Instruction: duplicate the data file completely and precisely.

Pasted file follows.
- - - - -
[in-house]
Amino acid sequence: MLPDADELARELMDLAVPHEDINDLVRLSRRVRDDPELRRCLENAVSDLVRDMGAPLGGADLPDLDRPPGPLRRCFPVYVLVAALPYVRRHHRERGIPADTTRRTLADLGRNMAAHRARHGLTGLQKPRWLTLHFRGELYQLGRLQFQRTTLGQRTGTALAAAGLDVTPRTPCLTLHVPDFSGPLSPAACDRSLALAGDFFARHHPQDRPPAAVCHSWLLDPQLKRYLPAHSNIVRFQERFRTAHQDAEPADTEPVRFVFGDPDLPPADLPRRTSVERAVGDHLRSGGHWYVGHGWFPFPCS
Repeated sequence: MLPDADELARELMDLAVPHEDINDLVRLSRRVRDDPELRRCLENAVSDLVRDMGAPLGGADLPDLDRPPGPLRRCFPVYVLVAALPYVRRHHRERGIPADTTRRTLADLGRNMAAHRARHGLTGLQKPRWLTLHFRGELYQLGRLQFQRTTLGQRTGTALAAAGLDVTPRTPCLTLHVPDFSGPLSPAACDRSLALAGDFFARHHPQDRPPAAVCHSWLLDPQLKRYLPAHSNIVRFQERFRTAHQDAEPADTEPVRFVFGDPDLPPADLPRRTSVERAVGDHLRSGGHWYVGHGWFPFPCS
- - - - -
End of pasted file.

[in-house]
Amino acid sequence: MLPDADELARELMDLAVPHEDINDLVRLSRRVRDDPELRRCLENAVSDLVRDMGAPLGGADLPDLDRPPGPLRRCFPVYVLVAALPYVRRHHRERGIPADTTRRTLADLGRNMAAHRARHGLTGLQKPRWLTLHFRGELYQLGRLQFQRTTLGQRTGTALAAAGLDVTPRTPCLTLHVPDFSGPLSPAACDRSLALAGDFFARHHPQDRPPAAVCHSWLLDPQLKRYLPAHSNIVRFQERFRTAHQDAEPADTEPVRFVFGDPDLPPADLPRRTSVERAVGDHLRSGGHWYVGHGWFPFPCS
Repeated sequence: MLPDADELARELMDLAVPHEDINDLVRLSRRVRDDPELRRCLENAVSDLVRDMGAPLGGADLPDLDRPPGPLRRCFPVYVLVAALPYVRRHHRERGIPADTTRRTLADLGRNMAAHRARHGLTGLQKPRWLTLHFRGELYQLGRLQFQRTTLGQRTGTALAAAGLDVTPRTPCLTLHVPDFSGPLSPAACDRSLALAGDFFARHHPQDRPPAAVCHSWLLDPQLKRYLPAHSNIVRFQERFRTAHQDAEPADTEPVRFVFGDPDLPPADLPRRTSVERAVGDHLRSGGHWYVGHGWFPFPCS